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$40 million upgrade for Thule radar unifies missile shield sites

A rainbow arches above the phased-array radar system at Ballistic Missile Early Warning System – I, at Thule Air Base, Greenland. The site is operated by the 12th Space Warning Squadron, a geographically separated unit of the 21st Space Wing at Peterson Air Force Base, Colo. The Air Force Life Cycle Management Center, Hanscom Air Force Base, Mass., awarded a $40 million contract Dec., 2016 to Raytheon Integrated Defense Systems to upgrade hardware and software at the site. (Courtesy Photo)

A rainbow arches above the phased-array radar system at Ballistic Missile Early Warning System – I, at Thule Air Base, Greenland. The site is operated by the 12th Space Warning Squadron, a geographically separated unit of the 21st Space Wing at Peterson Air Force Base, Colo. The Air Force Life Cycle Management Center, Hanscom Air Force Base, Mass., awarded a $40 million contract Dec., 2016 to Raytheon Integrated Defense Systems to upgrade hardware and software at the site. (Courtesy Photo)

Current state of early warning radar upgrades depicts various mission sets for the five solid-state early warning radars arrayed throughout the globe. A series of updates beginning in the late 1990s and culminating in 2020 adds the missile defense mission and brings all five sites to a common hardware and software configuration. (U.S. Air Force graphic)

Current state of early warning radar upgrades depicts various mission sets for the five solid-state early warning radars arrayed throughout the globe. A series of updates beginning in the late 1990s and culminating in 2020 adds the missile defense mission and brings all five sites to a common hardware and software configuration. (U.S. Air Force graphic)

HANSCOM AIR FORCE BASE, Mass. – Early Warning Radars located throughout the world are undergoing multiple updates to their hardware, software and cyber resilience.

There are five EWR systems. These 10-story, solid state, phased array radars are placed around the globe to provide early warning in the event of a ballistic missile attack and to provide space surveillance.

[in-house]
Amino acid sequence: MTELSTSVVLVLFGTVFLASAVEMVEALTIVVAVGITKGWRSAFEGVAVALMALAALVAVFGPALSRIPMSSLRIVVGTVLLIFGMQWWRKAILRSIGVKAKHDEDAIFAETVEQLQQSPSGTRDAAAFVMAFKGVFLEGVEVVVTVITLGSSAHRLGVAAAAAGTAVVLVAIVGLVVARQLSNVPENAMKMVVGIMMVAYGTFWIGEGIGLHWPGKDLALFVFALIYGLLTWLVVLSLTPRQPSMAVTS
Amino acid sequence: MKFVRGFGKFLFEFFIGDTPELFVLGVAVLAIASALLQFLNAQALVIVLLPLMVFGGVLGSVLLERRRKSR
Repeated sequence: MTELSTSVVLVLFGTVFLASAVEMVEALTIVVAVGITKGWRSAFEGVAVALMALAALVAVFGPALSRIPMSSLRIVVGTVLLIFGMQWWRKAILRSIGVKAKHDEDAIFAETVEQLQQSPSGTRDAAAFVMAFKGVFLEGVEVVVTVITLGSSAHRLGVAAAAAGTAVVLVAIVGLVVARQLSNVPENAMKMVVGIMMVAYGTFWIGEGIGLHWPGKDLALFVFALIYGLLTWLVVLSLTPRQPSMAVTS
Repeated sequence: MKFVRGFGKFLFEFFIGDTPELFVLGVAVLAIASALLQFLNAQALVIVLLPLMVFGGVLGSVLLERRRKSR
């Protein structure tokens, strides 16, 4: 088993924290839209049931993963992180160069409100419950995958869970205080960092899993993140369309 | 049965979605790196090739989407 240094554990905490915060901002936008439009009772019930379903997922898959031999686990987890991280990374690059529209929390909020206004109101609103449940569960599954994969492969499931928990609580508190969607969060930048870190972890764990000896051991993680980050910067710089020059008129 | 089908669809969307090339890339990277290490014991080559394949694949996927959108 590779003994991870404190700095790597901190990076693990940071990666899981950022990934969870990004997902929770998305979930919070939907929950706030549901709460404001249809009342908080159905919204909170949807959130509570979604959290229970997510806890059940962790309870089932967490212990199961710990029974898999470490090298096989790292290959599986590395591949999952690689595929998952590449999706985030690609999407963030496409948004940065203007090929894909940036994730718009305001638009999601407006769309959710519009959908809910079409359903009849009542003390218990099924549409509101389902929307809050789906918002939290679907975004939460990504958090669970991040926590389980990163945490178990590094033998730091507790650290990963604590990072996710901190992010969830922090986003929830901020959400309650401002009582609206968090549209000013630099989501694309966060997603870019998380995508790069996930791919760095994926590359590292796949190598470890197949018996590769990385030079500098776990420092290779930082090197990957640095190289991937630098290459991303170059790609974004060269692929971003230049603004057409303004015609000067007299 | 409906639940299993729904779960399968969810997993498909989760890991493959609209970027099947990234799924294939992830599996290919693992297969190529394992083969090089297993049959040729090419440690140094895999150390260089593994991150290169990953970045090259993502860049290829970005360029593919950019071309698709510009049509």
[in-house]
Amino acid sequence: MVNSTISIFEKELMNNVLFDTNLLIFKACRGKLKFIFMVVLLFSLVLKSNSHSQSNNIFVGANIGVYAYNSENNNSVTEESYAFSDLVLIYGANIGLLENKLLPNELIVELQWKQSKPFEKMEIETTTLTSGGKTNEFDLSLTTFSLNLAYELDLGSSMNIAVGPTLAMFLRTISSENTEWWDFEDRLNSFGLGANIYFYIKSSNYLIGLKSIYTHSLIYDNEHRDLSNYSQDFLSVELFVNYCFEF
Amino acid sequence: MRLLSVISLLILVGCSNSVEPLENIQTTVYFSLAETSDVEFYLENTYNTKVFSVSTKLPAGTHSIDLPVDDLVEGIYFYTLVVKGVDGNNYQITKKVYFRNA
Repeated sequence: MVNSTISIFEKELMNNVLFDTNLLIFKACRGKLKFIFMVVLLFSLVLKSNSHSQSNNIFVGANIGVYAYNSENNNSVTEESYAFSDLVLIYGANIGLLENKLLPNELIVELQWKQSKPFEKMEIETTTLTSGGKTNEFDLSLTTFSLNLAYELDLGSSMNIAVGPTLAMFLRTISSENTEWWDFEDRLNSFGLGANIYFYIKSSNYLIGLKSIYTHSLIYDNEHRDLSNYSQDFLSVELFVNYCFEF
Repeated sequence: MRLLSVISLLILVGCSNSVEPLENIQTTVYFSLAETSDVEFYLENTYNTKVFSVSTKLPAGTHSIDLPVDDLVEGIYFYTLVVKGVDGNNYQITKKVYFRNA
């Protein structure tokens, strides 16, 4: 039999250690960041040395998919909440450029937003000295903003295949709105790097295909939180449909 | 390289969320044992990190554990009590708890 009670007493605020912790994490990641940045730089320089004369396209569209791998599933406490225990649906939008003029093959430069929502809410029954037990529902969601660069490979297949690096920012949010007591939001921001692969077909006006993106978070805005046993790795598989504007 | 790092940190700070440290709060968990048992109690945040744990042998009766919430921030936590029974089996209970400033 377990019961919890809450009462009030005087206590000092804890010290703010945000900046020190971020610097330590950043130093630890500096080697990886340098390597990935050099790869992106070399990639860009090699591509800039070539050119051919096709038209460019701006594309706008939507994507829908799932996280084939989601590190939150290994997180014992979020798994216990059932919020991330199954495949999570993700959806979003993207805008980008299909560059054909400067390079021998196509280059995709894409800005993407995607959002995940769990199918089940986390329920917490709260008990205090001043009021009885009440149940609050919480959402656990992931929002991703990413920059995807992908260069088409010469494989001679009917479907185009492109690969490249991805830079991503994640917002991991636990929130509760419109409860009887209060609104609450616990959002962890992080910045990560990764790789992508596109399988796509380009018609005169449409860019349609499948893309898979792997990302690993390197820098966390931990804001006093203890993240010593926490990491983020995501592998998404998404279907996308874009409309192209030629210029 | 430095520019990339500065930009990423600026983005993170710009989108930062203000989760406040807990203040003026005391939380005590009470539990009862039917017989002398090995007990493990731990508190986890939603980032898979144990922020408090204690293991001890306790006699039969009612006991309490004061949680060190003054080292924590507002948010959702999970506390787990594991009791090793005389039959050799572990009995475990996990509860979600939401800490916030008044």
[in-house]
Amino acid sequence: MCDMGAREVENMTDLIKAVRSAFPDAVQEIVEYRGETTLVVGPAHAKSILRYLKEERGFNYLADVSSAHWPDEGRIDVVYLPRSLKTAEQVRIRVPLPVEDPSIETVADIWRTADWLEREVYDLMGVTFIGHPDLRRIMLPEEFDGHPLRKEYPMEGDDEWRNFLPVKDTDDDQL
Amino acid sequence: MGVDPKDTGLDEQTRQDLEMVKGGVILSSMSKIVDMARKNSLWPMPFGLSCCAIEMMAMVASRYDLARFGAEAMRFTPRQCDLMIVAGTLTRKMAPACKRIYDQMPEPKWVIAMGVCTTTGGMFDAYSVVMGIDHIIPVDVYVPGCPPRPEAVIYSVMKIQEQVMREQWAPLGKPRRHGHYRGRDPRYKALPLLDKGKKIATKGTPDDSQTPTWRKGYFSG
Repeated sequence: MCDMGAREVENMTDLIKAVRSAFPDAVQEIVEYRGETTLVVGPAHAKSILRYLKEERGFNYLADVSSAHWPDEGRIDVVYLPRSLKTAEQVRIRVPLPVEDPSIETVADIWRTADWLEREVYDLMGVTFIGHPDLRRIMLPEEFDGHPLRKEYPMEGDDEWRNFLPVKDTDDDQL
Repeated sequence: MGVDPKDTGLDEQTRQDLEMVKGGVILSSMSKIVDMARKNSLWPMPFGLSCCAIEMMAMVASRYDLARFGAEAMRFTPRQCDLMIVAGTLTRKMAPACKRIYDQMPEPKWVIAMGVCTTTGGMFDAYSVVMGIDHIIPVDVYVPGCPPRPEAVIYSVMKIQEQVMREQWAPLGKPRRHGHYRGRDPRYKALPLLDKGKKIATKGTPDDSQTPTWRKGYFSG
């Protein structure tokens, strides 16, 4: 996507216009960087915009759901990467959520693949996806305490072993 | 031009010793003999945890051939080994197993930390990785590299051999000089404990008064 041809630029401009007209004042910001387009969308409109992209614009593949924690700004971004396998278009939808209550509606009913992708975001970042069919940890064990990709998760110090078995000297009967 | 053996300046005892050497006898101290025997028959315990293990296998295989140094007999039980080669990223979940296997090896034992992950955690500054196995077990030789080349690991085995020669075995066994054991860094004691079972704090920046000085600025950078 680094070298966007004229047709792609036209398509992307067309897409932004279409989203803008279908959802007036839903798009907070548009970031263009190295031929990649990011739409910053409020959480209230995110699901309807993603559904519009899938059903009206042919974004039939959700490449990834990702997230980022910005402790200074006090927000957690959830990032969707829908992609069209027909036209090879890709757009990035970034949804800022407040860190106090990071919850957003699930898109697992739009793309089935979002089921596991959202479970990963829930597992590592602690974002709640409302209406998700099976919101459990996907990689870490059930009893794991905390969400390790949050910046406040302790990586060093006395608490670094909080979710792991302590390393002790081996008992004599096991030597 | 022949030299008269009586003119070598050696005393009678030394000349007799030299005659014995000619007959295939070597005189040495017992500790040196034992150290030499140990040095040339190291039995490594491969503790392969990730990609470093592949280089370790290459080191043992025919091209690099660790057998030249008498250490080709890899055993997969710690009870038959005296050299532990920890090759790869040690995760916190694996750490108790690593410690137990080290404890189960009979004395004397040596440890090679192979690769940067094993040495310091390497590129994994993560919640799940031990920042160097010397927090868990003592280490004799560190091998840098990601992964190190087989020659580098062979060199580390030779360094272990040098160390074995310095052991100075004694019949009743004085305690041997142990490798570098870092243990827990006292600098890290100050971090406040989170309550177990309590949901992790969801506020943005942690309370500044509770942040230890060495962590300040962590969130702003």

The Air Force awarded Raytheon Integrated Defense Systems a $40 million contract to modify the Upgraded Early Warning Radar station on Thule Air Base, Greenland, in December 2016. The Thule station will undergo software and hardware improvements, replacing aging processors and delivering cyber security updates. With this installation, all five EWRs will be on the same hardware and software configuration for the first time in almost 30 years.

“These radar stations serve as scouts, looking along the horizon, beyond 2,500 nautical miles to detect missiles,” said Lt. Col. Brian Beecher, program manager in the Strategic Warning and Surveillance Systems Division. “They cast a wide net so we can detect ballistic missile threats as early as possible and begin warning and defensive procedures.”

Processor and software modifications reduce the amount of equipment required to operate the radar, which reduces energy consumption and sustainment costs over the long-term. The Air Force plans to complete all current modifications by 2020.

“We see lifecycle sustainment savings in simply getting rid of older proprietary software and going to a LINUX-based operating system, as well as achieving a common hardware configuration across all five sites,” said Ted McGlynn, UEWR lead engineer.

Beale AFB, California, and Cape Cod Air Force Station, Massachusetts, radars went operational in 1979 and 1980 respectively. Older, mechanically steered EWRs at Thule, Clear AFS, Alaska, and Royal Air Force Fylingdales, United Kingdom, were upgraded to solid-state phased array EWRs in 1988, 1992, and 2001 respectively. 

As part of an earlier effort, in the late 1990s, the Air Force and Missile Defense Agency began a program to enhance the capabilities of the five current phased array EWRs. The goal was for the radars to provide information directly to the national Ballistic Missile Defense System, leading to the destruction of inbound missiles, rather than simply providing awareness of a threat. 

 The radars at Beale AFB, Fylingdales, and Thule AB were the first to receive upgrades in the 2007-2009 timeframe.

 The Air Force is upgrading remaining EWR sites at Cape Cod, Massachusetts, and Clear, Alaska, to the second-generation UEWR configuration. The second generation upgrade to Cape Cod and Clear adds a missile defense mission to the radars’ core capabilities of missile warning and space surveillance, without requiring significant additional construction or an increase in manning at the sites.

 “Adding the missile defense mission is the main purpose of upgrading the Early Warning Radars,” said Steve Demers, Missile Defense Agency deputy program manager for UEWR and COBRA DANE missile defense integration. “The UEWRs can pass along data that could be directly used for an intercept.”

These radars also provide information on man-made, low-earth and polar orbiting objects. The space surveillance missions will remain, as the missile defense capability is added as a co-primary mission with the missile-warning mission.

A hybrid Air Force and Missile Defense Agency program office within the Battle Management Directorate headquartered here manages the software updates.

 “We have a solid Air Force and Missile Defense Agency team that has successfully upgraded three Air Force EWR radars,” said Col. Todd Wiest, Strategic Warning and Surveillance Systems Division senior materiel leader for the upgrade program. “The remaining modifications will bring all EWR radars to a fully upgraded common back-end configuration.”